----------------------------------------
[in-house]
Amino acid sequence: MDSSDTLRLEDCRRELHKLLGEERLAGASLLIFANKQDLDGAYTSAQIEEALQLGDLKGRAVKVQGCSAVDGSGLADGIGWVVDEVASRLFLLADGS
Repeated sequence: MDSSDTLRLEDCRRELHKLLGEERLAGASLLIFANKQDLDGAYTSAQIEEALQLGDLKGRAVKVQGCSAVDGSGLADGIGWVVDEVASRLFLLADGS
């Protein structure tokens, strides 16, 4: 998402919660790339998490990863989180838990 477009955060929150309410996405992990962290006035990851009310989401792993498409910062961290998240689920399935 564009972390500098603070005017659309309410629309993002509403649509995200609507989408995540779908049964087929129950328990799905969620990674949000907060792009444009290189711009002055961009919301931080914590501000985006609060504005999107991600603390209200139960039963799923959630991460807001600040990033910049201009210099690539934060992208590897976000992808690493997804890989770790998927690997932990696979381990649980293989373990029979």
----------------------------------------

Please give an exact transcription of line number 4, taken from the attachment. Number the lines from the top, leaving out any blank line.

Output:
């Protein structure tokens, strides 16, 4: 998402919660790339998490990863989180838990 477009955060929150309410996405992990962290006035990851009310989401792993498409910062961290998240689920399935 564009972390500098603070005017659309309410629309993002509403649509995200609507989408995540779908049964087929129950328990799905969620990674949000907060792009444009290189711009002055961009919301931080914590501000985006609060504005999107991600603390209200139960039963799923959630991460807001600040990033910049201009210099690539934060992208590897976000992808690493997804890989770790998927690997932990696979381990649980293989373990029979």